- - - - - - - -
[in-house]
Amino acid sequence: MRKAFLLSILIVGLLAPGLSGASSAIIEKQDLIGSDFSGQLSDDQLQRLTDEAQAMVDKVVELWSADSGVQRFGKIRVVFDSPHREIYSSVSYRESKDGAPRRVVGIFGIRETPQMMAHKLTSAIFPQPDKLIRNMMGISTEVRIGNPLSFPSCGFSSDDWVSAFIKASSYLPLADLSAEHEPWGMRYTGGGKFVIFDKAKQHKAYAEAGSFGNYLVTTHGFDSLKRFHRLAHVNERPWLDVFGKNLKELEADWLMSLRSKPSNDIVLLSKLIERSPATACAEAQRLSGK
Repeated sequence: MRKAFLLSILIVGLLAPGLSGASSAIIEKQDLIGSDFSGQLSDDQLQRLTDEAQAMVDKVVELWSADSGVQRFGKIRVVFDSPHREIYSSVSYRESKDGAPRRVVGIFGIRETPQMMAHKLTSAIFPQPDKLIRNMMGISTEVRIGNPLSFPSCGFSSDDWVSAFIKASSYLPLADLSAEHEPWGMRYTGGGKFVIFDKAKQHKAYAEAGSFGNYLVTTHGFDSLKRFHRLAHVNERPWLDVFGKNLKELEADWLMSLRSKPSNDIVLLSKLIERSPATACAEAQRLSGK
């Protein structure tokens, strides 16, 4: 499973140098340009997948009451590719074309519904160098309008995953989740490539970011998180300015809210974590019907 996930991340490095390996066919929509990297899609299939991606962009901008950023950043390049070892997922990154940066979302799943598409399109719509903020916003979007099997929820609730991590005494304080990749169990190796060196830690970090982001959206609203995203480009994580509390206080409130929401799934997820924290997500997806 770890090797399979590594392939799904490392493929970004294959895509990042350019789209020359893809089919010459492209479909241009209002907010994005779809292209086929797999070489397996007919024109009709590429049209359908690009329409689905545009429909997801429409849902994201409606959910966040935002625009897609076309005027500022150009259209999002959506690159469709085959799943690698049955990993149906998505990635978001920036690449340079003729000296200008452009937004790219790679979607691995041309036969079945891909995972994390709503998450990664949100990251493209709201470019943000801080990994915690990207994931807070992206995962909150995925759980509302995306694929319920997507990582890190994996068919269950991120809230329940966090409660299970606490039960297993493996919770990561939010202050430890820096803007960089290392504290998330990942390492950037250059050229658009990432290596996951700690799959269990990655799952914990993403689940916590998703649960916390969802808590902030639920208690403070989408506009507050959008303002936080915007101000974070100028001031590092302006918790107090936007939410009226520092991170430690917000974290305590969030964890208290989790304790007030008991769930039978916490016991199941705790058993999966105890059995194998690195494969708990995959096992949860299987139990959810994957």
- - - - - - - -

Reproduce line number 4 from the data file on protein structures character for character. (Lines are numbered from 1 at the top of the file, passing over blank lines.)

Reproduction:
């Protein structure tokens, strides 16, 4: 499973140098340009997948009451590719074309519904160098309008995953989740490539970011998180300015809210974590019907 996930991340490095390996066919929509990297899609299939991606962009901008950023950043390049070892997922990154940066979302799943598409399109719509903020916003979007099997929820609730991590005494304080990749169990190796060196830690970090982001959206609203995203480009994580509390206080409130929401799934997820924290997500997806 770890090797399979590594392939799904490392493929970004294959895509990042350019789209020359893809089919010459492209479909241009209002907010994005779809292209086929797999070489397996007919024109009709590429049209359908690009329409689905545009429909997801429409849902994201409606959910966040935002625009897609076309005027500022150009259209999002959506690159469709085959799943690698049955990993149906998505990635978001920036690449340079003729000296200008452009937004790219790679979607691995041309036969079945891909995972994390709503998450990664949100990251493209709201470019943000801080990994915690990207994931807070992206995962909150995925759980509302995306694929319920997507990582890190994996068919269950991120809230329940966090409660299970606490039960297993493996919770990561939010202050430890820096803007960089290392504290998330990942390492950037250059050229658009990432290596996951700690799959269990990655799952914990993403689940916590998703649960916390969802808590902030639920208690403070989408506009507050959008303002936080915007101000974070100028001031590092302006918790107090936007939410009226520092991170430690917000974290305590969030964890208290989790304790007030008991769930039978916490016991199941705790058993999966105890059995194998690195494969708990995959096992949860299987139990959810994957």